We personally loved the Library, a cozy living room that feels more like home. Seeking all the attention is Marlies’ wooden rope swing that had been sourced from a wood saw mill at Reay Road before putting it together. What differentiates the library from the other rooms is the beautiful Mystic Lake blue wall that reflects the Dutch culture, both Marlies and Natascha come from. “My choice of colours are the dutch-kind. The Mystic Lake blue is from Asian Paints incidentally, and is the colour of the ocean. This blue looks different in the day than the evening. Some people call it gray while some call it blue! It’s such a beautiful colour; I love it. We have a lot of green and blue throughout the space, which is why we call the Ministry a ‘professional oasis’ because when you think about it, it relates to water, greens; it’s like this beautiful place you want to be in because it’s calming. The city of Mumbai is full of colour and overwhelm; full of orange and red. We wanted to create a calmer space since most offices have more energetic and powerful colours.”, says Marlies.

The Library

Library: Before Renovating

Library: After Renovating

 

The library packs in beautiful upholstered sofas, Crow Chairs designed by Bombay Atelier, antique hand-woven Jaipur Rugs that entail geometric to Aztec-inspired patterns, a chandelier sourced from Chor Bazaar and a large wooden table that serves as a good platform to share meals with friends or colleagues. Ladder-like shelves that scale up the high ceiling are seen reserved for books, games, trinkets, old travel trunks and vintage objects that have been handpicked from the Crawford Market. Inspired by vintage ladders usually seen at libraries, Marlies installed flexible ladders against the wall of the library attaching loose wooden planks that could be moved as and when needed. She thinks of it as design components of the space; as elements that can be taken apart and put together in another space.

Gallery

The Gallery welcomed us with this beautiful white painted wall. The typical neat sense of design adopted from Holland is seen here as well, where simple and functional design is accentuated by the use of the colour white and straight lines with no frills.

The Gallery

Gallery: Before Renovating

Gallery: After Renovating

 

Spreading across 2,200 sq.ft, the gallery is seen accompanied by iron columns and a stunning view of the Victoria Terminus. The beauty of this space is enhanced by custom-made wooden tables, made in collaboration with several artists such as Gunjan Gupta’s chairs and gadda daybed and Lekha Washington’s Moon Dot chair etc.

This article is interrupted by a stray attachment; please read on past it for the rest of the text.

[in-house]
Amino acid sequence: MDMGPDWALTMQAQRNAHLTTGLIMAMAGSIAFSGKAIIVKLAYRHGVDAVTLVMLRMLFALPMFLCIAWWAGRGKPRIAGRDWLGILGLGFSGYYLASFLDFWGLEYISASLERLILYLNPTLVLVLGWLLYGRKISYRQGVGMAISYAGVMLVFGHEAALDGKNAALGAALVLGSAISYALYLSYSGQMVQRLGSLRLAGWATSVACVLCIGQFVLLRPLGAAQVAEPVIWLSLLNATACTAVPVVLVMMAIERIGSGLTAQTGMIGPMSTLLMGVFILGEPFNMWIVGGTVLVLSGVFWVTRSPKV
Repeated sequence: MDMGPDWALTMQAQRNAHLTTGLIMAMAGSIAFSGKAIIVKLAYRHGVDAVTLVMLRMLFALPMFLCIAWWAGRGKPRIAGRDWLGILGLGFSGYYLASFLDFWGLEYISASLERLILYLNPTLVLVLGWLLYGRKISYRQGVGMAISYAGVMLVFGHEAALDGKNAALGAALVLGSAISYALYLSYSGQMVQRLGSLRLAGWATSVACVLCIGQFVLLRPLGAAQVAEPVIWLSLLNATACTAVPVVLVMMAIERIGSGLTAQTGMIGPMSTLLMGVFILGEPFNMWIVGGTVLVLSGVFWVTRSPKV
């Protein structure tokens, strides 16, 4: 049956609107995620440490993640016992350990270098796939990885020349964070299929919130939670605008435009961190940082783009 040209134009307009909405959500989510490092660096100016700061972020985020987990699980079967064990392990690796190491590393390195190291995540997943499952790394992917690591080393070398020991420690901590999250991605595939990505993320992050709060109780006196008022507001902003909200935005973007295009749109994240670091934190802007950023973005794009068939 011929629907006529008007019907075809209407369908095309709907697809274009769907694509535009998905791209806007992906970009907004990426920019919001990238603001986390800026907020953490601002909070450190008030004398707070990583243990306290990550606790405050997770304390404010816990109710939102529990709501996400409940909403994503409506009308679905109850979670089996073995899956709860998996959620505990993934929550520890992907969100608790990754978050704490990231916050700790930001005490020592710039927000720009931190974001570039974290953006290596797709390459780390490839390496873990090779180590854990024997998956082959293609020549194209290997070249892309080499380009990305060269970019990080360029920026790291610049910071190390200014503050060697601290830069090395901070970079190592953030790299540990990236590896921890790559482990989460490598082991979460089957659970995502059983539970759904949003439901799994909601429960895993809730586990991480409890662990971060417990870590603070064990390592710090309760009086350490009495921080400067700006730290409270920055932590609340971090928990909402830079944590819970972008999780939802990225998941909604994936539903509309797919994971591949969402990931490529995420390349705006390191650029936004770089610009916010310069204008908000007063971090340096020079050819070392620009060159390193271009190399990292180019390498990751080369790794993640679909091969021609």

Café Monday

Connected to the Library is a quaint café that features a beautiful mural backdrop hand-painted by Deborah di Fiore. The café is run by the restaurant Café Zoe and makes way for scrumptious salads, sandwiches, hot meals and Barista-made coffees.

Café Monday: Before Renovating

Café Monday: After Renovating

The library packs in beautiful upholstered sofas, Crow Chairs designed by Bombay Atelier, antique hand-woven Jaipur Rugs that entail geometric to Aztec-inspired patterns, a chandelier sourced from Chor Bazaar and a large wooden table that serves as a good platform to share meals with friends or colleagues.

Team and Meeting Rooms

The 8 team rooms include The Park, The Hill, The Bay and The Beach, each of which can hold up to 8 members. The larger team rooms include The Light Room, named after Dutch designer lights by Pepe Heykoop and The Barn, which gets its name from the round high ceiling. These could house a total of 15 people. The Boardroom on the other hand could host a total of 10 people.

Even while the Ministry resurrects an international feel through Dutch-influenced design and colours of misty green, blue and white that are rarely seen in Indian architecture, the heritage of the property has been respected and the new space is adorned with contemporary Indian design brands such as Bombay Atelier and Jaipur Rugs, and antiques picked up from local markets. Given that the Kitab Mahal holds a prime spot in a historic precinct of Mumbai, Marlies and Natascha have worked to preserve its natural charm.

Looking back at the Ministry of New, it seems so much more than a workspace; more like a home, an inspiration, a platform for opportunities, collaborations, a venue for events and exhibitions, and a comfort zone for the regulars. MoN intends to expand across Bombay and even Pan-India. If you can’t always make your way here, we hope you see it elsewhere soon.